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Wastewater Projects

Image for the Wastewater Projects page.
This page contains information about projects and work we are undertaking to improve the sewerage system in the district.
Updated: 4/09/2020 3:55 p.m.

Our current programme of work includes:

  • upgrading the wastewater treatment plant and wetlands,
  • treating spills at major sites
  • replacing and repairing components of the sewer network to reduce spills.
  • Renewing the Whangarei Wastewater Discharge Consent

We are also working with the Northland Regional Council and others to address wider harbour pollution issues.

Whangarei Wastewater Discharge Consent Renewal

Whangarei’s Wastewater Treatment Plant (WWTP) discharge consent is expiring in 2022 and we need to apply to the Northland Regional Council to renew it. That might seem like a long way in the future but we’re taking the time to do this right, as we know how important this is to the Whangarei community.

Get involved and share your views

We want to talk to you, consider the issues you feel are important and explore possible solutions.

Our goal is to provide this necessary waste treatment service to the community with the least impact on the surrounding environment. We want to hear your concerns and expectations. Your input will help us as we develop our consent application over the next year.

We will also be involving local hapu and other groups such as Department of Conservation, Forest and Bird, Fish and Game and the Whangarei Harbour Advisory Catchment Group.

If you would like to find out more, or be informed of upcoming public meetings about the consent process please contact Infrastructure Planning Team Leader Sarah Irwin:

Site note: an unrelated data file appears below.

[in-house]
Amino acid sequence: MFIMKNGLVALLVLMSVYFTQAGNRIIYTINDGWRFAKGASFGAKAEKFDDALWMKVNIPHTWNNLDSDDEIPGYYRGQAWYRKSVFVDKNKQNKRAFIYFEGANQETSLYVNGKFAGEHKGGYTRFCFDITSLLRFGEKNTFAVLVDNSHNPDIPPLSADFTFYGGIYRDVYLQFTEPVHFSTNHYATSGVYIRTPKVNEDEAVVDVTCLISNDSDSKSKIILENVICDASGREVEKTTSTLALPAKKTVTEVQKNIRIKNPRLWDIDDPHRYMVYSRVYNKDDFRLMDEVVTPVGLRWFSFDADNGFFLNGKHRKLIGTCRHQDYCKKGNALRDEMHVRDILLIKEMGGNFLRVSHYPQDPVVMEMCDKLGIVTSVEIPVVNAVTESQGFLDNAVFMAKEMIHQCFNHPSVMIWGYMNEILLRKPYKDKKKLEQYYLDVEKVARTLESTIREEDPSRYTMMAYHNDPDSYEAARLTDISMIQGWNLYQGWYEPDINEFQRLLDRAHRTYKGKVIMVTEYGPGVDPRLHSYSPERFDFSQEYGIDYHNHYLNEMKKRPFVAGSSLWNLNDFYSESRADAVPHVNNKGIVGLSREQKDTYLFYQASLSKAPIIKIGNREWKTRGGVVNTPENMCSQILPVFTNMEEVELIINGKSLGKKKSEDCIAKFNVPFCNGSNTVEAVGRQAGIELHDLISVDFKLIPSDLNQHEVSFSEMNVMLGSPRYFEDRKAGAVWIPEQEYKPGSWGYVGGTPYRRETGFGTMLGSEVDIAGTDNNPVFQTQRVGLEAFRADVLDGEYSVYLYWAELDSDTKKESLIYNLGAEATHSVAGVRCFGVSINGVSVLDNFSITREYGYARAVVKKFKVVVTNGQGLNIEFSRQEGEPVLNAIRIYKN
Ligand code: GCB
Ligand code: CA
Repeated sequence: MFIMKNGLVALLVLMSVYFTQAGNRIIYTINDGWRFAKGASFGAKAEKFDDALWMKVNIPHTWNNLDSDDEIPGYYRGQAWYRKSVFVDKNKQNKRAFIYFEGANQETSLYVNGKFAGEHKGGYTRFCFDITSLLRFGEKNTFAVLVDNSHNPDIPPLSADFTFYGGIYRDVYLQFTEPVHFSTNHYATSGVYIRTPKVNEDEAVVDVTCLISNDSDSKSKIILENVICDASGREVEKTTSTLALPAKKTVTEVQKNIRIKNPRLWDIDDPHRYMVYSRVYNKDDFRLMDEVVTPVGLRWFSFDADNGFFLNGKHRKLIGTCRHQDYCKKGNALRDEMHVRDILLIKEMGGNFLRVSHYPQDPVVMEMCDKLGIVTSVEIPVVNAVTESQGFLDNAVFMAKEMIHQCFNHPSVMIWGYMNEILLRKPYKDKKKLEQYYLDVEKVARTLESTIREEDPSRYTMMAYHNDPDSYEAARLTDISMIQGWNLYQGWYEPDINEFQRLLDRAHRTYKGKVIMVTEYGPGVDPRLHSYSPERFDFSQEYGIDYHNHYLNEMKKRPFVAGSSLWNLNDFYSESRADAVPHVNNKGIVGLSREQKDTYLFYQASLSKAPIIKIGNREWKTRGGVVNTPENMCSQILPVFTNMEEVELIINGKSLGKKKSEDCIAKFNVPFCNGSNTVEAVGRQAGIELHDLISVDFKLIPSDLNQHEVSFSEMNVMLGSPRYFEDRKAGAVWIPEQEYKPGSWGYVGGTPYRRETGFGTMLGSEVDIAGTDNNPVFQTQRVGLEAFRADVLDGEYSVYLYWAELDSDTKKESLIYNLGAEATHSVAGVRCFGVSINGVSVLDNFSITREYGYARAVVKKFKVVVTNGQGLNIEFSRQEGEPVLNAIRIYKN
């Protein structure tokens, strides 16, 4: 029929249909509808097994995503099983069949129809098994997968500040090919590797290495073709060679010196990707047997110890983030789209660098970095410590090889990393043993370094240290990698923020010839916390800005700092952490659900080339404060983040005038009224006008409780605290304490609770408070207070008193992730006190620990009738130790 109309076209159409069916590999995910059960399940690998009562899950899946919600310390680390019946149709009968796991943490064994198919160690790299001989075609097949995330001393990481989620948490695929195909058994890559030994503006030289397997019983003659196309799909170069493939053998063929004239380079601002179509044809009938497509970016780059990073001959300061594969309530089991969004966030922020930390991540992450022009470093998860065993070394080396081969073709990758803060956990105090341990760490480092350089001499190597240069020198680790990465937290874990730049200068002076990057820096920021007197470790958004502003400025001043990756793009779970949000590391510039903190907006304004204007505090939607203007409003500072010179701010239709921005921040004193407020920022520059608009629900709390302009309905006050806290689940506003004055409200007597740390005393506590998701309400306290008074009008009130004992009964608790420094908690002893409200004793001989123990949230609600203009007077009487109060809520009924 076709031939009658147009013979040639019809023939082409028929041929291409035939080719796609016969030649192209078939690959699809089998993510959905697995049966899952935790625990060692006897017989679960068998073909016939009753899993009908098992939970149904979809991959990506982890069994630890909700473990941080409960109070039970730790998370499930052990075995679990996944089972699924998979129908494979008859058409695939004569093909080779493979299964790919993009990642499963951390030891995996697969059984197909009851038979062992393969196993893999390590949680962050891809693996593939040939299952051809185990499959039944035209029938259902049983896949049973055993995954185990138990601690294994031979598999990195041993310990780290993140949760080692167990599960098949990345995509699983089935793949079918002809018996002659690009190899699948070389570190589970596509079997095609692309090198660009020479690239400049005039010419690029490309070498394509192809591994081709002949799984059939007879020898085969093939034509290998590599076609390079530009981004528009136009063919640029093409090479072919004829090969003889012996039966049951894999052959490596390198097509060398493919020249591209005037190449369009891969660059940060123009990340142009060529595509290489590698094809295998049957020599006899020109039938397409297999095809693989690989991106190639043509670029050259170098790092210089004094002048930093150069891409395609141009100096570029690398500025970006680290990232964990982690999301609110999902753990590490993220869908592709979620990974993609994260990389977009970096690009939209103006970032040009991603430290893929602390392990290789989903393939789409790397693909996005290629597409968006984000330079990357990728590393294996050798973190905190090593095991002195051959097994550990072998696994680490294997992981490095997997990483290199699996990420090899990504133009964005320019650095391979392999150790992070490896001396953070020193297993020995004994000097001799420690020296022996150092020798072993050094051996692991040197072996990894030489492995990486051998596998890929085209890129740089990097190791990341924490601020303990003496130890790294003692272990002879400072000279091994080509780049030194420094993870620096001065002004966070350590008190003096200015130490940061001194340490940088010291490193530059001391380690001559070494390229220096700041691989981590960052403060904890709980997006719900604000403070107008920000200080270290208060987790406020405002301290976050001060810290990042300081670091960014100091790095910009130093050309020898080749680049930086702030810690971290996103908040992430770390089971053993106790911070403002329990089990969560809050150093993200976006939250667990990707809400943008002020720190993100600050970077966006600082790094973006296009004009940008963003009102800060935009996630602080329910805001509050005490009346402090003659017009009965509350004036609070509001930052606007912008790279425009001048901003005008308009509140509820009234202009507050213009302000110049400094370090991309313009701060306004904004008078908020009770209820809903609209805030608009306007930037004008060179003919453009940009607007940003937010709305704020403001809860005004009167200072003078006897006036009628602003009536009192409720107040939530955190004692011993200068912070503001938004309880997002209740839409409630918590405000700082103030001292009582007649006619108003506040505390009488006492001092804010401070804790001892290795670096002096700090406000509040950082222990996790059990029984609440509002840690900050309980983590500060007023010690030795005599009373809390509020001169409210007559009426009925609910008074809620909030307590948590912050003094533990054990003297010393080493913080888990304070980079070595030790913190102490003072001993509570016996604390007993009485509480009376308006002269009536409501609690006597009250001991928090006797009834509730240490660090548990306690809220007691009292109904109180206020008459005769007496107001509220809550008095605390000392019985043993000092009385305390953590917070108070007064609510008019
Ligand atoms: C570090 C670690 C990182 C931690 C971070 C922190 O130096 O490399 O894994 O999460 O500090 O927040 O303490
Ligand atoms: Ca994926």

Our timeline for community engagement

  1. LEARN and ENGAGE via meetings, neighbourhood flyer drops and newspaper articles to gather community feedback on the waste treatment options being proposed.
  2. REVIEW our options based on community feedback
  3. COMMUNICATE the proposed consent application with the public
  4. APPLY for consent to Northland Regional Council by 30 October 2021

Whangarei’s largest wastewater treatment plant

Whenever you flush your toilet, empty your kitchen sink, or do a load of washing – the resulting wastewater needs to be treated and cleaned.

The WWTP on Kioreroa Road is Whangarei’s largest wastewater processor. It processes an average of 21,000 cubic metres per day of wastewater from homes and businesses and has a replacement value of $65 million.

It  treats wastewater for Whangarei’s main urban area, from Kamo in the north , Maunu in the west, Raumanga in the south to Onerahi and Whangārei Heads in the east.

How does the Wastewater Treatment Plant work?

Cleaning up the city’s wastewater takes a lot of steps – it is strained, mixed, filtered, feasted on by live bacteria, dried and disinfected. The resulting solid waste is taken to landfill and the treated water is discharged into the Limeburners Creek Wetlands.

  • Step 1 – Screening

Wastewater is screened to remove paper and other debris.

  • Step 2 – Separating solids from liquids

Large settling tanks separate the wastewater – the solids (sludge) sink to the bottom and the fats and oils float to the top. The sludge, fats and oils are pumped to sludge digestors while the liquid flows to the basalt rock filters.

  • Stage 3 – Magical microbes

In our basalt rock trickling filters live millions of microbes that eat and digest the organic compounds in the wastewater. This is a 100% natural way to treat wastewater and these bugs are our heroes, doing all the hard work for us without the need for nasty chemicals. These bugs are very susceptible to chemicals which is why it is important not to flush things like paint down our drains.

  • Stage 4 – Superbug soup

The aerators are like two giant eggbeaters – adding oxygen into the wastewater to create a nutrient-rich soup for superbugs that consume microscopic particles in the water. This is the part of the process that causes the smells the plant sometimes produces.

  • Stage 5 – UV treatment

Rotating filters remove any remaining fine particles from the water before it is disinfected by ultraviolet (UV) tubes that kill any remaining bugs.

  • Stage 6 - A final filter

The treated water receives a final filter through thousands of native plants in the Limeburner Creek Wetlands. In 2014, the wetlands had a major makeover and instead of the plants being planted in the ground they are now planted on floating mats, their roots extending down into the water. You can explore the wetlands, which provide a great habitat for birds, via a timber boardwalk.